Beckman had wheeled the Valvoline/MTS Charger past Jeff Diehl and world champ Robert Hight with a pair of 4.25s, then eked out an ultra close win over Bob Tasca III’s Mustang, scoring on a holeshot by just .0004-second, 4.221 to 4.220. The final round was Beckman’s third of the season and the 20th of his Funny Car career.

Jeg Coughlin

Coughlin collected his third win of the season and denied Jason Line back-to-back victories in Sonoma with a decisive 6.59 to 6.60 victory made even wider by a significant holeshot. The win is Coughlin’s 51st in Pro Stock and 65th overall.

"We had a great race car, and that’s exactly what you need in Pro Stock," said Coughlin. "When you’re separated by ten-thousandths of a second, there literally is no room for error. We’ve certainly had our races this year with errors. We approached this race a little differently and had a good game plan coming in and just executed from square one. Friday Q1, we were fourth best of that session and came back for the night session and were second best with a 6.55. On Saturday, we ran two .57s, and we were third best in that third session and then we were the quickest car in that fourth session. Confidence-wise, that was exactly what the team was looking to do, and when we came into today, we had that confidence. From behind the wheel, I had four clean runs to work with, and we were able to get through some really, really tough competition.

"The KB cars are definitely extremely tough. Greg Anderson and Jason Line do an extremely efficient job at building horsepower and running the race operation. They’re multi-time world champions in Pro Stock, so any time you get by them is awesome. To get by both of them in one day, that’s a tough feat, and we were able to do that."

Coughlin, like Dixon, was appearing in his 100th final round, 81 of which have come in Pro Stock. He raced his JEGS.com Cobalt to a steady trio of passes -- 6.58, 6.59, and 6.58 – to defeat Larry Morgan, Seattle champ Greg Anderson – ending the latter’s combined win streak at 12 rounds – and rookie Shane Gray in the semifinals.

Line, winner at the Tire Kingdom NHRA Gatornationals earlier this season, reached his third final of the season and the 49th of his career with victories over V. Gaines, Greg Stanfield, and Kurt Johnson with consistent passes of 6.59 and two 6.57s from his Summit Racing Equipment Pontiac.

Michael Phillips

Phillips, a winner earlier this year in Madison and Englishtown, added his third season title with a see-saw victory over Andrew Hines in a final round that both led twice before Phillips took the win light with a 6.886 at 196.76 mph to Hines’ 6.909, 194.16. Phillips closed up the points gap on third-place Hines to just three markers and trails second-place Matt Smith by just five points. Arana still leads Smith by 141 points.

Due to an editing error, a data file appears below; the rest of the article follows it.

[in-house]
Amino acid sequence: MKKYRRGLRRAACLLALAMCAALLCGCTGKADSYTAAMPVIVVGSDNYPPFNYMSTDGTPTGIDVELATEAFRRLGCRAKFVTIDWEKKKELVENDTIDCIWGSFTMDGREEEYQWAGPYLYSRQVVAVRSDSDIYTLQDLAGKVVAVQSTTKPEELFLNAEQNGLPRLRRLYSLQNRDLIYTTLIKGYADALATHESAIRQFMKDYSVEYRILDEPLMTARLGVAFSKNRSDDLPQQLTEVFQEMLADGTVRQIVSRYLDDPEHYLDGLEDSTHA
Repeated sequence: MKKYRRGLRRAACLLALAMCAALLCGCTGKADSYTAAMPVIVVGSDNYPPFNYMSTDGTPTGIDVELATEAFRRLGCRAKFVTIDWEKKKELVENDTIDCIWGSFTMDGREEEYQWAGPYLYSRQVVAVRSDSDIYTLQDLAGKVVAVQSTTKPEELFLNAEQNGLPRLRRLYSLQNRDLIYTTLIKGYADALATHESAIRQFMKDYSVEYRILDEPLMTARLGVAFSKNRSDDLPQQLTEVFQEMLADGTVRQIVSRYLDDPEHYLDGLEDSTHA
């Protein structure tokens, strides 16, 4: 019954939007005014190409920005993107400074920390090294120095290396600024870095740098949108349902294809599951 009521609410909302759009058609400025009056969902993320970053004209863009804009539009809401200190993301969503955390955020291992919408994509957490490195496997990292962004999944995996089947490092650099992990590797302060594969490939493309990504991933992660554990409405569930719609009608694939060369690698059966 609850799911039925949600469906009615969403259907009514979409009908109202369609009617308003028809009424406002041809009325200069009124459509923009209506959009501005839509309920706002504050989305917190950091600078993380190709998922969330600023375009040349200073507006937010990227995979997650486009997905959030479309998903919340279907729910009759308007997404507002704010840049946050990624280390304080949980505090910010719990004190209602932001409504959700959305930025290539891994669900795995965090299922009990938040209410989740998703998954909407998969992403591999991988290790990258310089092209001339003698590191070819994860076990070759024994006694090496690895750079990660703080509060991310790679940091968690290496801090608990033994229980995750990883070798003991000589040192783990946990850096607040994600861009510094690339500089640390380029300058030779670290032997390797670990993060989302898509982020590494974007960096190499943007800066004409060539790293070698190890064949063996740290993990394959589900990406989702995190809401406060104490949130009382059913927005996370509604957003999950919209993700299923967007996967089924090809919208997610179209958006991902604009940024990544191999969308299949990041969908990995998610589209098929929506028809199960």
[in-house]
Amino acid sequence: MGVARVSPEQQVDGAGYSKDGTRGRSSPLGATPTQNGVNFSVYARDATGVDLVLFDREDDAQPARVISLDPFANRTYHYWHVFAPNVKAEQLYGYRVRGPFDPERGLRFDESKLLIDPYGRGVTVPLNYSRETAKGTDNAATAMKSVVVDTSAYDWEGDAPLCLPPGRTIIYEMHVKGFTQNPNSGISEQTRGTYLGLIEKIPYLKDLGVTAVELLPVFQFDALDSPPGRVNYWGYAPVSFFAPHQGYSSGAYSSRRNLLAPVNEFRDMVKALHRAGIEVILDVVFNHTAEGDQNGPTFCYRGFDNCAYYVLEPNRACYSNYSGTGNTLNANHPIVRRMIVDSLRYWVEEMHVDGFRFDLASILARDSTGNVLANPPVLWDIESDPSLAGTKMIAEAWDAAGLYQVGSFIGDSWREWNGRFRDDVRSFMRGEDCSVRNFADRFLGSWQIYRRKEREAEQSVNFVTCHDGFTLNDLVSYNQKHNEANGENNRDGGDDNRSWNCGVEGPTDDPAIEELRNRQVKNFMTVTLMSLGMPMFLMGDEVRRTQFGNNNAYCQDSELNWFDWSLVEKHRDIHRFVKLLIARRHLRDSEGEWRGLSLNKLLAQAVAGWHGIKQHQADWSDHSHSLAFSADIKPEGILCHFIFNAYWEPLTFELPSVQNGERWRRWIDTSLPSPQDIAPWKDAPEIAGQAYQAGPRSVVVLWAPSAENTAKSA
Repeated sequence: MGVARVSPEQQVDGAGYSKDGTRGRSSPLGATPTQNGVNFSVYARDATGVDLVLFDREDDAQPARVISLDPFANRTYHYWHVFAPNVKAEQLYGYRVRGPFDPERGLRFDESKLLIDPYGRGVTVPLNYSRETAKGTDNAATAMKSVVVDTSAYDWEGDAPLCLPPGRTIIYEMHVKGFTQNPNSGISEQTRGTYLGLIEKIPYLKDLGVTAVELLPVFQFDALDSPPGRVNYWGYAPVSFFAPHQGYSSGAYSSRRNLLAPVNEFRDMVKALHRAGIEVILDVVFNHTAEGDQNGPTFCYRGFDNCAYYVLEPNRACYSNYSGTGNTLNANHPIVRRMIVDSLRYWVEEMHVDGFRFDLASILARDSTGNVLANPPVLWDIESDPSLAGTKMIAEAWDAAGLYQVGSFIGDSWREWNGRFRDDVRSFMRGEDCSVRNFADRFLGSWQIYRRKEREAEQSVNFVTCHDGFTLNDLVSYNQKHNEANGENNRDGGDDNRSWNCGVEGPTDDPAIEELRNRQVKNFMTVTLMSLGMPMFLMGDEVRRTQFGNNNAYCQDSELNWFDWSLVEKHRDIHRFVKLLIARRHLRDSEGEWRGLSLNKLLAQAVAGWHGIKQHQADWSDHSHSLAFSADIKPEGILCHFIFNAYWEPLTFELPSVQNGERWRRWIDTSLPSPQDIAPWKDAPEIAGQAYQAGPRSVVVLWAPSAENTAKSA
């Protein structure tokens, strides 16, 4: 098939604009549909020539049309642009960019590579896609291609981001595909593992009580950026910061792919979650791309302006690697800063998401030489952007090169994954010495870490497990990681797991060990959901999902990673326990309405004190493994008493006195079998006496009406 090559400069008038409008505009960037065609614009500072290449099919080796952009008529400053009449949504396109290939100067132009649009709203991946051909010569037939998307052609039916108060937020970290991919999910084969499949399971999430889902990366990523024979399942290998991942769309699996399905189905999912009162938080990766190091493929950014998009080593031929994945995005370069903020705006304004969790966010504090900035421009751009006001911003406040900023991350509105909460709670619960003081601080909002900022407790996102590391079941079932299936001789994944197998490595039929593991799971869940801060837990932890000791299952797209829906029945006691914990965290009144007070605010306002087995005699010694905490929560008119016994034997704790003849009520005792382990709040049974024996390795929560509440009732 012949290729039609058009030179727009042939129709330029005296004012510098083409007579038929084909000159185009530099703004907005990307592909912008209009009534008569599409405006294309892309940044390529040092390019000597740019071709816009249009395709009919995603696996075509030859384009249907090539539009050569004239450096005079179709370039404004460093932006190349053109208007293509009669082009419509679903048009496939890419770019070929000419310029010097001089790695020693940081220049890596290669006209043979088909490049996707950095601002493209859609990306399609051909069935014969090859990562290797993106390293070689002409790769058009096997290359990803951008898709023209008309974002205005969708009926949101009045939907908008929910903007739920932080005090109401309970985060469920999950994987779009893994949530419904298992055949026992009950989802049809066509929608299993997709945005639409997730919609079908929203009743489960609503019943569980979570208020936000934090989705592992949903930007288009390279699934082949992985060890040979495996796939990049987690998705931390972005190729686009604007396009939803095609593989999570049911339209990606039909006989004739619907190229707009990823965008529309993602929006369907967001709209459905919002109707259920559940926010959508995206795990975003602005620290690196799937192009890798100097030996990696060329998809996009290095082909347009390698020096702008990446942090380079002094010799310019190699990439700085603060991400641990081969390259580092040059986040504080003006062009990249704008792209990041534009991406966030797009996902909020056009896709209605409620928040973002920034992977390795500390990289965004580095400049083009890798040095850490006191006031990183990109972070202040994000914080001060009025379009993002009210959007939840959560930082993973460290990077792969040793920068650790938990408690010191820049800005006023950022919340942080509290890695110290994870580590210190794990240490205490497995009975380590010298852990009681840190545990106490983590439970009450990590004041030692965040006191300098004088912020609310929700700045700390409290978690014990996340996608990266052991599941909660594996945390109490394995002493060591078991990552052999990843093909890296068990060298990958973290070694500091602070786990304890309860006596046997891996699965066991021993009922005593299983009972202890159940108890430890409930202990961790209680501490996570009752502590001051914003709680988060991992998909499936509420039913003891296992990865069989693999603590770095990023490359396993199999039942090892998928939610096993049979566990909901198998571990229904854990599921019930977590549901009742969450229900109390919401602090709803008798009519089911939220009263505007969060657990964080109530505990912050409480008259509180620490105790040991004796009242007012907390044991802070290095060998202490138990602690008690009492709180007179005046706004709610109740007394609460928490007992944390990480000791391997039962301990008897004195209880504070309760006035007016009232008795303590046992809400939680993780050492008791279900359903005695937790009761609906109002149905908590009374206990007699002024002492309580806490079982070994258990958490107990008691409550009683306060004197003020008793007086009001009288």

"I’ve been working with some NASCAR guys on just playing with the carburetor, and that’s actually where my bike picked up," said Phillips. "We started working with the guys last year [starting with] Memphis. There were a couple of other things we did with the bike that they looked over and found that should have been done to the bike, and ever since then, the bike’s just been running crazy mph.

"Andrew had been whooping me pretty good. I don’t know what the winning record was, but that was the first time I had ever beat him on that bike. I bought the bike from him in ’03, and I just never could get him. I raced him maybe 10, 15 times, and he just kept beating me. I’d holeshot him, and he’d find some way to get around me. Pomona last year, I holeshotted him and the carburetor jumped off my bike. I just finally got the monkey off my back."

Phillips and his Racers Edge Suzuki displayed top-end prowess early in riding to a trio of mid-190-mph victories over Karen Stoffer, Matt Smith, and Eddie Krawiec. After an opening 7.00 at 194 mph, Phillips improved to a 6.89 and 195 mph before bashing Krawiec’s Harley in the semifinals with a 6.871 at 197.65 mph, which set a new track record and new NHRA national speed record.

Hines, the defending event champ who also won this stop in 2005 aboard his Screamin' Eagle/Vance & Hines Harley, set down a trio of Buell riders -- Shawn Gann, David Hope, and Arana with a pair of 6.89s bookending a 6.93 to reach his 34th career final.

In the Lucas Oil classes, Jimmy DeFrank Jr. nearly grabbed a rare double victory, winning in Stock but falling in the final of Super Stock to Tony Mandella. Mike DePalma Jr. scored in Comp Eliminator, Kyle Seipel in Super Comp, Top Fuel pilot Shawn Langdon in Super Gas, and Mike Ferderer in Top Sportsman.